Gov. Kay Ivey said Alabama lawmakers have set aside $11 million in the recently passed budgets for behavioral health services for Medicaid-eligible children.
The funding is aimed at expanding community and home-based services, Al.com reported. It’s being offered by the Alabama Department of Mental Health for children and youth with severe emotional disturbance and those with autism spectrum disorder.
“These are needed services that I believe will help many of our children and youth live happier, more productive lives,” Ivey said in a statement. “At the same time, these services will help us save money in other areas. This proves that in Alabama, we can be both compassionate and good stewards of taxpayer dollars.”
Vivian Spears’ adult son lives with autism spectrum disorder and intellectual disabilities. She said she is pleased with the additional funding.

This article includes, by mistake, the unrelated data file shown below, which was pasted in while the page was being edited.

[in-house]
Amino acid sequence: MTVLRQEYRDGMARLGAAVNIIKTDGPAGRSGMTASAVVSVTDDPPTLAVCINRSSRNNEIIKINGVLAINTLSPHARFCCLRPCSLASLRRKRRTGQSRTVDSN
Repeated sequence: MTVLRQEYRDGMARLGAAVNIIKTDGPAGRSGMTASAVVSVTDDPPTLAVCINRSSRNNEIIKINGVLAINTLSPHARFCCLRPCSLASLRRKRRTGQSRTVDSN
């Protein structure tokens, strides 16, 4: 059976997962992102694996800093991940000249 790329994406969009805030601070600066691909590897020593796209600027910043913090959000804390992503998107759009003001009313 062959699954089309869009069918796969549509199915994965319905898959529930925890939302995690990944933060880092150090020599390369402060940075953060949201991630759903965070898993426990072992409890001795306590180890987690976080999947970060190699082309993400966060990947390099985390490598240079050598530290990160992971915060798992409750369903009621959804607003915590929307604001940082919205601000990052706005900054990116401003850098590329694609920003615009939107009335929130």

“It definitely should improve the quality of life for children and youth, and it brings hope to families and caregivers who are affected by autism spectrum disorder,” Spears said.
Federal matching dollars will add another $25 million for a total of $36 million in available funding for the 2019 fiscal year, which begins Oct. 1.
Two years ago, the Alabama Disability Advocacy Program and the Center for Public Representation filed a complaint with state officials alleging the state’s Medicaid program was violating federal law by not providing adequate screening and home or community-based services for more than 25,000 eligible children and youth with “behavioral, emotional and-or psychiatric disabilities.”
“This funding will enable poor children with severe emotional disturbances and autism spectrum disorders to obtain life-altering services,” ADAP’s Legal Director Geron Gadd said. “These services are not only clinically-effective, they are cost-effective, and we are heartened that the state is acting to meet the long-unmet needs of these children.”
Republished with the permission of the Associated Press.